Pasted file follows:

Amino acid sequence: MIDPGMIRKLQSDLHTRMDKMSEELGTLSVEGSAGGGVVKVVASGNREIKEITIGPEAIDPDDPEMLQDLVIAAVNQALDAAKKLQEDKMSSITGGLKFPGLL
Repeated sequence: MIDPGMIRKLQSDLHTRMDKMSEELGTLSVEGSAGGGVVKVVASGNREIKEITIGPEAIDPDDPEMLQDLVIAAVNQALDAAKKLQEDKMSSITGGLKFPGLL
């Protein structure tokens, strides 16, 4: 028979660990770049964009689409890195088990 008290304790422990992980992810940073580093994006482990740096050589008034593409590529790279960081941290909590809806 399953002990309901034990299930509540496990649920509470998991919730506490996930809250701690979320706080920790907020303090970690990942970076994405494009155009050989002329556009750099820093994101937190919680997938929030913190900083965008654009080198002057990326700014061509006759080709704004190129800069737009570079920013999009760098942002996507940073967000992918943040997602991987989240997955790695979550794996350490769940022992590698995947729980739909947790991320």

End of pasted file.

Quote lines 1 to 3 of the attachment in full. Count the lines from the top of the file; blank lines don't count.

Amino acid sequence: MIDPGMIRKLQSDLHTRMDKMSEELGTLSVEGSAGGGVVKVVASGNREIKEITIGPEAIDPDDPEMLQDLVIAAVNQALDAAKKLQEDKMSSITGGLKFPGLL
Repeated sequence: MIDPGMIRKLQSDLHTRMDKMSEELGTLSVEGSAGGGVVKVVASGNREIKEITIGPEAIDPDDPEMLQDLVIAAVNQALDAAKKLQEDKMSSITGGLKFPGLL
């Protein structure tokens, strides 16, 4: 028979660990770049964009689409890195088990 008290304790422990992980992810940073580093994006482990740096050589008034593409590529790279960081941290909590809806 399953002990309901034990299930509540496990649920509470998991919730506490996930809250701690979320706080920790907020303090970690990942970076994405494009155009050989002329556009750099820093994101937190919680997938929030913190900083965008654009080198002057990326700014061509006759080709704004190129800069737009570079920013999009760098942002996507940073967000992918943040997602991987989240997955790695979550794996350490769940022992590698995947729980739909947790991320």